There is no shortage of media woe out there. Brands want to bring programmatic in house, but find there are significant challenges to achieving efficiencies. French newspaper Le Monde wants to combat the scourge of fake news — like so many newspapers do — so it built a searchable database of 600 disreputable sites. It is finding, however, that what constitutes “fake” news isn’t so cut and dry.
Millennial newspaper reporters, meanwhile, are waking up to the realities that the digital marketplace have wrought on their beloved print. And brands have the Super Bowl Spending Blues, so more legacy advertisers are sitting next Sunday’s game out. But hey, there’s a silver lining to all of this: As you read our best stories of the week, the weekend is mere hours away.
Set to release a suite of products designed to throttle the spread of fake news online, French publisher Le Monde says it has identified 600 unreliable sites responsible for the proliferation of falsehoods, lies and propaganda.
“Decodex” is the name for Le Monde’s three new open source fact-checking products powered by a database compiled by the publisher’s fact-checking unit, Les Décodeurs, over the last year.
“We don’t want to make this political at all,” said Samuel Laurent, head of Les Décodeurs. “You can be far right if you want as long as you respect the facts and don’t seek to manipulate them.”
A flurry of brands have been building up their in-house programmatic teams. Some see it as an opportunity to cut costs and take greater ownership of their customer data. For others, it is a way to leapfrog media agencies they no longer trust to give them a solution that’s best-in-class.
But getting programmatic on the agenda and being consistent with are challenges, according to one brand media chief we spoke to on the condition of anonymity:
While I’m convinced it’s the right thing to do in the long run, with everything in the communications industry, especially digital, everyone jumps in head-first without really knowing in many cases what their returns are going to be. We’re sheep.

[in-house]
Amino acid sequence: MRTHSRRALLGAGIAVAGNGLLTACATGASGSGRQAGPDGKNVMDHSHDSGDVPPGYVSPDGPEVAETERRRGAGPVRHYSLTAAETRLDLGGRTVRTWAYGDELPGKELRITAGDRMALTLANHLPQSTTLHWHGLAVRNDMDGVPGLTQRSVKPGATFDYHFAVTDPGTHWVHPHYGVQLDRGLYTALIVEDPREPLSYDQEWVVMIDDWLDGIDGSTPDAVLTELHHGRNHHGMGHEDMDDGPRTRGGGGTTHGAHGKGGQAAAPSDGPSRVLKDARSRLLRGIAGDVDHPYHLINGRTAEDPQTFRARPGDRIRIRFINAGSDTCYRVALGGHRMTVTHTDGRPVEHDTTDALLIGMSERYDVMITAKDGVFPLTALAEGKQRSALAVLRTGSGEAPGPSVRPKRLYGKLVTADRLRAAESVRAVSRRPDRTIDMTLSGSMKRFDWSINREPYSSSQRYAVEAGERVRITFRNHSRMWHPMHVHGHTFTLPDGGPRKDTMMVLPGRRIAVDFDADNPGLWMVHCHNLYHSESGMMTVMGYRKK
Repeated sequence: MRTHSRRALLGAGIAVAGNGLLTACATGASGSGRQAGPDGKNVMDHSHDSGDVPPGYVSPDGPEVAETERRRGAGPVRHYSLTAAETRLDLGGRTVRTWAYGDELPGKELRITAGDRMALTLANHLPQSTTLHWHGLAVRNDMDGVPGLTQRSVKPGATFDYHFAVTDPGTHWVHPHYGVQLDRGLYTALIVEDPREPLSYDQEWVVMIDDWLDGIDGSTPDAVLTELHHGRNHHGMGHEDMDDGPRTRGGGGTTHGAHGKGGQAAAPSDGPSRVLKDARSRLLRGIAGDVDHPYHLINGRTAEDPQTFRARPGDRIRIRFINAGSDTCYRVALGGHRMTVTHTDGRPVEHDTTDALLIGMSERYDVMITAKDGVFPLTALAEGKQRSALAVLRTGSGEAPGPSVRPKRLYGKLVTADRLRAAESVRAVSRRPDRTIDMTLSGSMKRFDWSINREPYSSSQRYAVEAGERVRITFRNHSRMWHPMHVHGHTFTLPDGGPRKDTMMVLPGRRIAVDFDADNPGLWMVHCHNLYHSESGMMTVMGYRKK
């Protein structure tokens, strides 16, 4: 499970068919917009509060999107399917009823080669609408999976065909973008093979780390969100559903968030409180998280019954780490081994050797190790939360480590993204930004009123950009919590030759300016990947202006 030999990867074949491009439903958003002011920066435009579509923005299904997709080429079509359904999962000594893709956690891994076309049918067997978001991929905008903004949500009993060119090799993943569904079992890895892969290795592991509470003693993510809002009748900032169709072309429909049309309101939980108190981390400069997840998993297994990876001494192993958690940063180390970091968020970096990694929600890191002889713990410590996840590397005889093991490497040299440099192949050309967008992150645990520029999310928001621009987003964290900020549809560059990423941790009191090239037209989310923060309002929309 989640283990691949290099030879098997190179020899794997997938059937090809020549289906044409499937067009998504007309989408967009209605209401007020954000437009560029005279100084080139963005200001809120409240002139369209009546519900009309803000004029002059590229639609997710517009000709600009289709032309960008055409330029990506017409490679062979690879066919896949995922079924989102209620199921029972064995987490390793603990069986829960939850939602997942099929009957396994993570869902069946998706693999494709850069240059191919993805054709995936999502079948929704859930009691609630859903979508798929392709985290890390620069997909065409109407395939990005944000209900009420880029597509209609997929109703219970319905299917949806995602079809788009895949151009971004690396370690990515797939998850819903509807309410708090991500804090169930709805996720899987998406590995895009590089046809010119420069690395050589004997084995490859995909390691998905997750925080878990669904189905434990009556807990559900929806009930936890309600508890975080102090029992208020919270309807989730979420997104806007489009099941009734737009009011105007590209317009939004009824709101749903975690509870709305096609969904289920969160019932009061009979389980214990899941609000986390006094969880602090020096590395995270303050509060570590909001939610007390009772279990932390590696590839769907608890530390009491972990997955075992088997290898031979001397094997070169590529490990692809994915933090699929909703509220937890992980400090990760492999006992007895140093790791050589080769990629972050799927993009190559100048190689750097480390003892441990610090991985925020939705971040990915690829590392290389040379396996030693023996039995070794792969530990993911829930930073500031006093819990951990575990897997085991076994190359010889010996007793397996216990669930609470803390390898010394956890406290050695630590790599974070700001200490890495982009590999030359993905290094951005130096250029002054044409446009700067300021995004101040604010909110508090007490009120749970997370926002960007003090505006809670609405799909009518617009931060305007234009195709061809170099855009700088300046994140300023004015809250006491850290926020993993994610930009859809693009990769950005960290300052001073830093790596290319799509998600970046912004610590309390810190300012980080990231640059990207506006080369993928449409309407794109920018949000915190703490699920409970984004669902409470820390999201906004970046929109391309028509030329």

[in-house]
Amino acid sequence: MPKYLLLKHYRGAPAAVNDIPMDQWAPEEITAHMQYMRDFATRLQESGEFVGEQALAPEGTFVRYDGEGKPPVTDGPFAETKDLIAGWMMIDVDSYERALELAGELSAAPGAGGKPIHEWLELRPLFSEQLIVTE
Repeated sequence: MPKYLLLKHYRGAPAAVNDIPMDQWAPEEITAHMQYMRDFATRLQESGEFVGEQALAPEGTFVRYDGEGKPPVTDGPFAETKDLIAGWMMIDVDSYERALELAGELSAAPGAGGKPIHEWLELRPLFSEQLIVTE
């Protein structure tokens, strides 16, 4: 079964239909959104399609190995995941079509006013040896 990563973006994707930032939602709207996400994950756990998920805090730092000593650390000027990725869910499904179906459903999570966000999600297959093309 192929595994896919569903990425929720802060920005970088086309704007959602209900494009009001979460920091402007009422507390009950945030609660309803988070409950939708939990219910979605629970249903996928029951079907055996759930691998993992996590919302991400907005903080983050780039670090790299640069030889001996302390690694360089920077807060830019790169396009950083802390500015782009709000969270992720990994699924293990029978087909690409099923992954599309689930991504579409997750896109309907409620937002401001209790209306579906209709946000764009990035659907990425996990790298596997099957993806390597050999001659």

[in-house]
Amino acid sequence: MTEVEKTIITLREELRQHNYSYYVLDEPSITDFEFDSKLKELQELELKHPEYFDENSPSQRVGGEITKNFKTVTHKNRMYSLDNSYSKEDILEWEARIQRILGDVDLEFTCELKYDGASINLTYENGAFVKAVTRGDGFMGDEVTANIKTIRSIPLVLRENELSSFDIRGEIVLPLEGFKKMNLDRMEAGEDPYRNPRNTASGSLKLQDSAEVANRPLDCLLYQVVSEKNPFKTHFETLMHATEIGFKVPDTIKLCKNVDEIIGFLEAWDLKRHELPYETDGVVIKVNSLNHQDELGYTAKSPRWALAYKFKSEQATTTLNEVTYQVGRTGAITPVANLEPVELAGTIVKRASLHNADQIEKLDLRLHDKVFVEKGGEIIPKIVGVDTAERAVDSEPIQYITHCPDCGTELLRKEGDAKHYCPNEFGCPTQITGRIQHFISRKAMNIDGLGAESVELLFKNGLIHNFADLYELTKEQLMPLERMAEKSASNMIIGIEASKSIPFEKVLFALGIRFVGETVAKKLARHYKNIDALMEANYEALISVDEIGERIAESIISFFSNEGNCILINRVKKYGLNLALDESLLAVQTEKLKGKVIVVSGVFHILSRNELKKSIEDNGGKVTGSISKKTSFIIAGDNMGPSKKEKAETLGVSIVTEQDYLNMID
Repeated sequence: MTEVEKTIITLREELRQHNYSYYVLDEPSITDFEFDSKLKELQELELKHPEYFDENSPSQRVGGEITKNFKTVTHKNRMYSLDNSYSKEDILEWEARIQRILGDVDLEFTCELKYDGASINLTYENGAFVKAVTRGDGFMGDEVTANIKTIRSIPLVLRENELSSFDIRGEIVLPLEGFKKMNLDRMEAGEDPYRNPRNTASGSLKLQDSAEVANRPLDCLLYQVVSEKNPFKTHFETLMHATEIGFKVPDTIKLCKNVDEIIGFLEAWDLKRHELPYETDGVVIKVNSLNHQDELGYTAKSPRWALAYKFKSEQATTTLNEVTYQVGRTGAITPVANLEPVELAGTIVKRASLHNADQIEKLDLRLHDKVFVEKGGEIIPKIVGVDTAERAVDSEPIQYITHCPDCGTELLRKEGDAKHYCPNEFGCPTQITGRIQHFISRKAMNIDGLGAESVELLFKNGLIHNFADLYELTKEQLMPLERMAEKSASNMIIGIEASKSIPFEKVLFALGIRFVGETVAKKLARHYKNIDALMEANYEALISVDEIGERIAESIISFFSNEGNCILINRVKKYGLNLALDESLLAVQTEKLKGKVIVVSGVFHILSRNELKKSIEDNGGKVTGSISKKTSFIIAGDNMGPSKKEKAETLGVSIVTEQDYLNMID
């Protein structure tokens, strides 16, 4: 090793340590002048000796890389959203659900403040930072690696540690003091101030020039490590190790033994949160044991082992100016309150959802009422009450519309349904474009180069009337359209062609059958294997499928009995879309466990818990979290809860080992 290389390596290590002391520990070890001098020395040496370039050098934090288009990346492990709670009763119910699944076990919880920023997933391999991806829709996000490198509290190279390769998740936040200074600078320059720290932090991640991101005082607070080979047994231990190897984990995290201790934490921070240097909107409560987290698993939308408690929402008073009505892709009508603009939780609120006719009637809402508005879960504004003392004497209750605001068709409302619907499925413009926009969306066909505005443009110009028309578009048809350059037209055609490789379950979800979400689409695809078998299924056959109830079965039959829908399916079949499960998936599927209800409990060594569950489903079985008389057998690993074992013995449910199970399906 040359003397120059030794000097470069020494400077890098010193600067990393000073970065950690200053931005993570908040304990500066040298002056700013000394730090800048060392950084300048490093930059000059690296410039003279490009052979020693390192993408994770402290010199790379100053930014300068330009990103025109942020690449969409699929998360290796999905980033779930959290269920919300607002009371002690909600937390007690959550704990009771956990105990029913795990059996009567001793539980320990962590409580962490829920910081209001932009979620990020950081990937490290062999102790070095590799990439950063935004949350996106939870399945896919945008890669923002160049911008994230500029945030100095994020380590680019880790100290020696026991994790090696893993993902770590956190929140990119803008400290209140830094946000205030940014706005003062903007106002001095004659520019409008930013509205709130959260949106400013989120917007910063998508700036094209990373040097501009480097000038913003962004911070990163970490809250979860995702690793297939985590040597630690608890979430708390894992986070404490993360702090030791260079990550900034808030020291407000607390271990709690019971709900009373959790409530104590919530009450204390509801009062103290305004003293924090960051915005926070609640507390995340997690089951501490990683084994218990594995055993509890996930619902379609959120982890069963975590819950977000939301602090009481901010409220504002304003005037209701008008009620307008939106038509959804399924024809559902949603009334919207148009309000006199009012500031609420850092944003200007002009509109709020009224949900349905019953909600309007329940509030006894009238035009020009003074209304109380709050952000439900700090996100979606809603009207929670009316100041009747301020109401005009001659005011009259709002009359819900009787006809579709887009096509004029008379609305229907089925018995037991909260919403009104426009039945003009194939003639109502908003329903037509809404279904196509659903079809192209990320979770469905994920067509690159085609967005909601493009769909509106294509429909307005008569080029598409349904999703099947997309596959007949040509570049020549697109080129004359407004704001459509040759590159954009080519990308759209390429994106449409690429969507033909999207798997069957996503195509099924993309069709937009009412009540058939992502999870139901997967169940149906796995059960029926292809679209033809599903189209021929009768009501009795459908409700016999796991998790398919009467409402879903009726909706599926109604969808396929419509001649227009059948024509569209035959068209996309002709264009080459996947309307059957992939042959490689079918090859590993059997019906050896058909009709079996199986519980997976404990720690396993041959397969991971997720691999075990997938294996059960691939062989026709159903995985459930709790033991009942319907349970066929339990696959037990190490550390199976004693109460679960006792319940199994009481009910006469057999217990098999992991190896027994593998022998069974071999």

Most advertisers are unaware of the complexity of it. Really, you need a clear goal about what you want to do and how. If I did it all over again, I’d dip a toe in the water first, maybe one country with two or three contrasting brands, and scale up over the course of a year.
Merriam-Webster’s Twitter account has become a delight in the months leading up to and following the election. Wryly speaking truth to power through cold, hard vocabulary, it corrected Trump’s usage of “braggadocious” and responded to Hillary Clinton’s usage of “demagogic.”
The woman behind the account — content and social media manager Lauren Naturale — insists she’s not being overtly political. While the new attention is strange, it’s also exciting. But, she said, “We’ve been doing a lot of interesting things for a while. And we’re not political, so I hope people don’t hang around and just get disappointed after.”
Pity the poor millennial newspaper reporter: She went to journalism school with visions of Woodwards and Bernsteins dancing in her head. Now? She’s writing for something called Tronc.
We granted her anonymity in exchange for candor. She let loose:
“We have, like, one copy editor looking at more than one newspaper per shift. And that copy editor has duties outside copy editing, like laying out the pages. Mistakes get through, and that erodes the credibility of the paper. It’s one of the ironies because the newspapers are focused on growing an audience, but you’re losing that when you make mistakes. There’s that term, feeding the beast. You have to put out a print newspaper every day. I’ve seen reporters leave and companies be very slow or unable to replace them. I’m doing three beats right now. I’m barely scratching the surface on these. It’s an injustice to readers.”
Super Bowl ads seem to have been a tougher sell this year than usual.
Brands including Butterfinger, Toyota, Frito Lay and Taco Bell are sitting the Super Bowl out after years of advertising during the big game. Only 90 percent of Fox’s ad slots for the event were sold out as of early December — a benchmark usually hit in September or October.
Part of the reason is the cost: A 30-second spot has doubled in just a few years, from $2.5 million in 2010 to $5.5 million today. But the media cost is only part of the total expense of a Super Bowl campaign. Ads now require significant digital support, a PR push and production and agency fees. A brand can easily spend upwards of $10 million around a moment — albeit the biggest of the year.
“The decision has become a heck of a lot difficult, and there’s a bit of a fatigue,” said Mike Sheldon, chairman and CEO at Deutsch North America. “If you’re the CEO, you have to justify it a hell lot more.”
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